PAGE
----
When I took my cycling proficiency test a long time ago, the instructor asked us the following question:
When a driver sticks their arm straight out of their window, what are they signalling?
There is an official answer to this – the driver is turning right (in the UK the driver sits on the right side of the car). However, the answer taught to me by the instructor was far more realistic and entertaining:
It means the window is open
Some things are intended to be useful but are effectively meaningless. The
onLine property of the
window.navigator object and the accompanying
offline events are to some extent another example of this. The spec defines the value of the
onLine property like this:
The navigator.onLine attribute must return false if the user agent will not contact the network when the user follows links or when a script requests a remote page (or knows that such an attempt would fail), and must return true otherwise.
So the spec defines the behaviour that should result in a false value. But the inverse of this leaves a lot of room for the connection to be seriously broken. The spec doesn’t cover these, so if the value is
true, that simply means that the user might be online. Let’s look at some of the stuff that will be the case even if onLine is true:
- Some websites may have servers down so won’t respond anyway
- Not all websites will perform equally well
- The strength of signal could be awful, so although there is technically a connection, it might be unusable
- There might be a captive portal intercepting every request, but nevertheless returning a response quickly that makes the device think it’s online
- We might be on a content-filtered network, meaning that (for example) trying www.twitter.com works but just loads a page saying “Social media sites are not permitted”
- It might be that some protocols are working and not others, eg DNS, email and IM are working, but HTTP is not
- There may be an upstream break in the connection, such as if the device is on a wifi network that isn’t connected to the internet.
The spec also does not define how the user agent should determine whether the network connection is available or not.
But that doesn’t mean that navigator.onLine is useless. If it returns false, then you can be pretty sure you’re offline. Despite the lack of clarity on how the browser figures it out, there are certainly easy indicators that it can use – for example, if the device has no active network interfaces.
Communicating connection state
There are three ways I can think of in which you can communicate connection status to the user:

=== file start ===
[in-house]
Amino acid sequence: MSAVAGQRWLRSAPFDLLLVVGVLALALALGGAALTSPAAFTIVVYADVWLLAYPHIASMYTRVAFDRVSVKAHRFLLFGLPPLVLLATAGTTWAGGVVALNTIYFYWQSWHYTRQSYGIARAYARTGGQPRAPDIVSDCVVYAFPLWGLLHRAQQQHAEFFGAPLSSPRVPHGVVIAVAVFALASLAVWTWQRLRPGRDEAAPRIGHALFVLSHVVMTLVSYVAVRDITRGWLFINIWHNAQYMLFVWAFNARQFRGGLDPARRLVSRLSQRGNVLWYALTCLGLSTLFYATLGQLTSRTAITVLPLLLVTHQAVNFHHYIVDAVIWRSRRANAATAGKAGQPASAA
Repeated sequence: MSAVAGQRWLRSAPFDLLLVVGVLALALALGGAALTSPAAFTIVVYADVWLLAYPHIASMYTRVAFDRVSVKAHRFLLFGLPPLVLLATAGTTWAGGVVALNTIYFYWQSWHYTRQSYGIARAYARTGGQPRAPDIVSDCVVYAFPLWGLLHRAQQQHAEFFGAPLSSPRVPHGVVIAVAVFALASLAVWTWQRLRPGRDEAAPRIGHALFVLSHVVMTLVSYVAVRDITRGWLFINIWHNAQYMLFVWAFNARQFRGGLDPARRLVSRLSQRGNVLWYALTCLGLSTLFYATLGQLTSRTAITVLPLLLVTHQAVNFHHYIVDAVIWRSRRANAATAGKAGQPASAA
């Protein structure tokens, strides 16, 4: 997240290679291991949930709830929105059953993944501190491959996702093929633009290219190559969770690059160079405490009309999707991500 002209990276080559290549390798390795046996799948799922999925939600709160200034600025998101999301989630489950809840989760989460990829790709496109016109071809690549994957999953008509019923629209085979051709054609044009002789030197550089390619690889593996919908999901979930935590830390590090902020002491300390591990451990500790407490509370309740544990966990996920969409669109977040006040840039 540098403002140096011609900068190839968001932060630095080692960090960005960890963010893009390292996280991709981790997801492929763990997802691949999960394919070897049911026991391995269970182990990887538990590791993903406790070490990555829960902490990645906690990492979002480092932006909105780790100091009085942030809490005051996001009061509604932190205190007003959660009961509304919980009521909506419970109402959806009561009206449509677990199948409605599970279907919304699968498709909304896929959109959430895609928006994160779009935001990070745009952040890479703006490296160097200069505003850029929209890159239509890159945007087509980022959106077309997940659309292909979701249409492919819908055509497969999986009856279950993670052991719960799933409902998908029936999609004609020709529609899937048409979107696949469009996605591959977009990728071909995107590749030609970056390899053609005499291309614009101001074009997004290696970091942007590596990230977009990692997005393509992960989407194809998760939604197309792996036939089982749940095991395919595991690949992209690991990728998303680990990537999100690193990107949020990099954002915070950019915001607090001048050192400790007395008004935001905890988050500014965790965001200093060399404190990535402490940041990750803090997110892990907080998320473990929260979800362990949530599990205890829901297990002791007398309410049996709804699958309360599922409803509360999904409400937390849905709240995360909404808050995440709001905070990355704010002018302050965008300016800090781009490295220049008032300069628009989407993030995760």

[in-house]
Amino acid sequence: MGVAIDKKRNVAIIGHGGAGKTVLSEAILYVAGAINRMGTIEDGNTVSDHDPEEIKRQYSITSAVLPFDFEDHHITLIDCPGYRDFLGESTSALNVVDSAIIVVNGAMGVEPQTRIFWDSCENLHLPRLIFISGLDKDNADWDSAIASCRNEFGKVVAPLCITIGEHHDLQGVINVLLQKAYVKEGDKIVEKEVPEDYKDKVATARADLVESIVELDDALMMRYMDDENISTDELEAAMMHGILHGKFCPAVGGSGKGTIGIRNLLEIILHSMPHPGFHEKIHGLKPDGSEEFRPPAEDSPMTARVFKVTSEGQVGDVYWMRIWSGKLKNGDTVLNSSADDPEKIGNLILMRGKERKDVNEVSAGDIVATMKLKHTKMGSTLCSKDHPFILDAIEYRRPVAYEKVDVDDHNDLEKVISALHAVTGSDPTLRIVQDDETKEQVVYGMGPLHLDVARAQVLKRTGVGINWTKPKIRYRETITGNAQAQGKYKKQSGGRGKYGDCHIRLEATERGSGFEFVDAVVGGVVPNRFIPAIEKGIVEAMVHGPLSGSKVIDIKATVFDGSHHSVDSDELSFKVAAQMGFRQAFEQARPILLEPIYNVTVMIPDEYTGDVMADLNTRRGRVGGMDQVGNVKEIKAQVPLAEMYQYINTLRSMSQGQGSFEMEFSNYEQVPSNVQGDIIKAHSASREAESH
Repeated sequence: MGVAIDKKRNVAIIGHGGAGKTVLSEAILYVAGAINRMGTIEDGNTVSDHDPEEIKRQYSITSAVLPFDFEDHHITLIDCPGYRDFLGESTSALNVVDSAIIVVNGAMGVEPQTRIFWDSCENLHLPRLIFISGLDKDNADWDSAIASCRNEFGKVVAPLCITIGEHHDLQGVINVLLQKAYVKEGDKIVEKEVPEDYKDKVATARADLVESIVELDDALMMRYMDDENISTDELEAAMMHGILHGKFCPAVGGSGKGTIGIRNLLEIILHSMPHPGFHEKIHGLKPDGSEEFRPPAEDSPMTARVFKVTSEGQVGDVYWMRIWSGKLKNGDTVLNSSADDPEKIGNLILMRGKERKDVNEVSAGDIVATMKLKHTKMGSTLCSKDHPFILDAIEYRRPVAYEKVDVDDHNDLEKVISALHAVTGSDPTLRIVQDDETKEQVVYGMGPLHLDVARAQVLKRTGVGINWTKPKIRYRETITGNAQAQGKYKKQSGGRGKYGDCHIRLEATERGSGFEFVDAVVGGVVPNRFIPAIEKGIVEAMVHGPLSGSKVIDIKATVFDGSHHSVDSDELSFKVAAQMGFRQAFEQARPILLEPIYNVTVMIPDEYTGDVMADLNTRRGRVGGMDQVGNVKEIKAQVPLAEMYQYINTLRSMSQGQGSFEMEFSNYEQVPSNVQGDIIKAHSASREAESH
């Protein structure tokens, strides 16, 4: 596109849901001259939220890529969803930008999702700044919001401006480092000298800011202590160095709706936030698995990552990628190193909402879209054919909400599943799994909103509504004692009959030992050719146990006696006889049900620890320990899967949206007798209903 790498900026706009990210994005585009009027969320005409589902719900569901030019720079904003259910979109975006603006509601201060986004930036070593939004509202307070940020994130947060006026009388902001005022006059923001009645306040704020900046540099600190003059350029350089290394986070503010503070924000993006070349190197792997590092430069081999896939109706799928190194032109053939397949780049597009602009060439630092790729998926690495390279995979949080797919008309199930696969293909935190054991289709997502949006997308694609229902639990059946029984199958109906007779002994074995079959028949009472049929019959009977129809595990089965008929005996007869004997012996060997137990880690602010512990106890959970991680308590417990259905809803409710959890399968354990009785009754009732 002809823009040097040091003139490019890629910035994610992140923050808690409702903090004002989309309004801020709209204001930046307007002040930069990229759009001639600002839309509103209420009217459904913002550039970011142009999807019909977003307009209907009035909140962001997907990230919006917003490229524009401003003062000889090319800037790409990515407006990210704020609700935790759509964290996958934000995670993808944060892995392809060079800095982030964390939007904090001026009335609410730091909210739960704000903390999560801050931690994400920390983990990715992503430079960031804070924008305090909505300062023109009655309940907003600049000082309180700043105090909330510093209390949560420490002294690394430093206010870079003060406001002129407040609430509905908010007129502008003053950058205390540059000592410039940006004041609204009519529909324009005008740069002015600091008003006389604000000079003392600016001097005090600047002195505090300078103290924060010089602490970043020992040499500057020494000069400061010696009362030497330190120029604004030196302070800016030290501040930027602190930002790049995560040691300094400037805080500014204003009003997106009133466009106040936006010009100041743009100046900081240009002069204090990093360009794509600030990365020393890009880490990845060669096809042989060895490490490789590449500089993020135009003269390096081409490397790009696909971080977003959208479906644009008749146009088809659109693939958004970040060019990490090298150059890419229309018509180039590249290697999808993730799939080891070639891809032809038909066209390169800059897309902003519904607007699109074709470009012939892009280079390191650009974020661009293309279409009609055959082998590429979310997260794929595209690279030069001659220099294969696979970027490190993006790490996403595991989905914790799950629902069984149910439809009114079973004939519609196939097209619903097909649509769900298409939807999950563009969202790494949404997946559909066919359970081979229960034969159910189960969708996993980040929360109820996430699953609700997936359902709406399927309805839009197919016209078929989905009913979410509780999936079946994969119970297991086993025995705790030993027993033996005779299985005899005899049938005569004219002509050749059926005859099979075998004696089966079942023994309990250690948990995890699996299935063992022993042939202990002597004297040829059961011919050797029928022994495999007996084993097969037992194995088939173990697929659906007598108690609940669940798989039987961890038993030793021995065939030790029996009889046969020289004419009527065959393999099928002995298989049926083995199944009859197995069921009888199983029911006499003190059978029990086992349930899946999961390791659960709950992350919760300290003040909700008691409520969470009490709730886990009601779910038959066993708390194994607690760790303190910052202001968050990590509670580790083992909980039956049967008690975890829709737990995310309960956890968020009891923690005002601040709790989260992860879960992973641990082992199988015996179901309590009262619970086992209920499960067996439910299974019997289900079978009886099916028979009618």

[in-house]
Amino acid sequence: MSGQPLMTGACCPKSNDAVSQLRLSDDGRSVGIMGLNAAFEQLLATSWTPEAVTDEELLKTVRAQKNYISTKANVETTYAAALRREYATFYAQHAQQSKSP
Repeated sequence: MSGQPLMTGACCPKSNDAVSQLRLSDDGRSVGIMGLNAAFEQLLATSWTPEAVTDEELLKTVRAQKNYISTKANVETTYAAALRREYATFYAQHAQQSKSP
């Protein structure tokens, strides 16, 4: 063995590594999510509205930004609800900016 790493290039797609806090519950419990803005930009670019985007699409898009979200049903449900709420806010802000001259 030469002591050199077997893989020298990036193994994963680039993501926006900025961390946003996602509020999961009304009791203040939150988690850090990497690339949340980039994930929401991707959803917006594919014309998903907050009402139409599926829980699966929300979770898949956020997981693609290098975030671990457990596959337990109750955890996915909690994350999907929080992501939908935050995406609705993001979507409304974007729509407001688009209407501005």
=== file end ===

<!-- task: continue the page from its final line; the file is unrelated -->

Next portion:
- Proactively: Before the user provides any input, change the interface to reflect the connection state, eg by greying out all options that require the user to be online, or by simply having a connection status icon on the UI somewhere
- In response to input: When the user chooses an option that requires a network connection, alert them immediately that the action cannot be completed
- In response to failure: When the user chooses an option that requires a network connection, attempt the request regardless of connection state, and if it fails, alert the user.
The first of these strongly implies equal confidence in the positive as the negative – since the user will see things sometimes greyed out, when they’re not greyed, they have confidence that they are online. The problem is that this confidence is not in any way supported by the spec or the implementation of navigator.onLine.
The other two are a lot better. If as a result of a user action, we need to do a network request, there’s no better way of determining the actual connection state than doing the request and seeing what happens. But since we can have confidence in a false value from navigator.onLine, it’s worth doing a quick check and failing early if the value is false. The important difference is that we don’t make any assumptions at all if the value is true.
So, in short, it’s rarely a good idea to use navigator.onLine, or the associated online and offline events, to give users a proactive indication of connection state. Instead, it’s better to use it to fail early and quickly when the device has a high confidence of no network connection.
In the case of the events, that means if an
online event is fired, we could use that to trigger a background process such as attempting to resend a queue of stored API calls, but should not use it to alter the UI since it’s quite possible that any request we wish to make will still fail.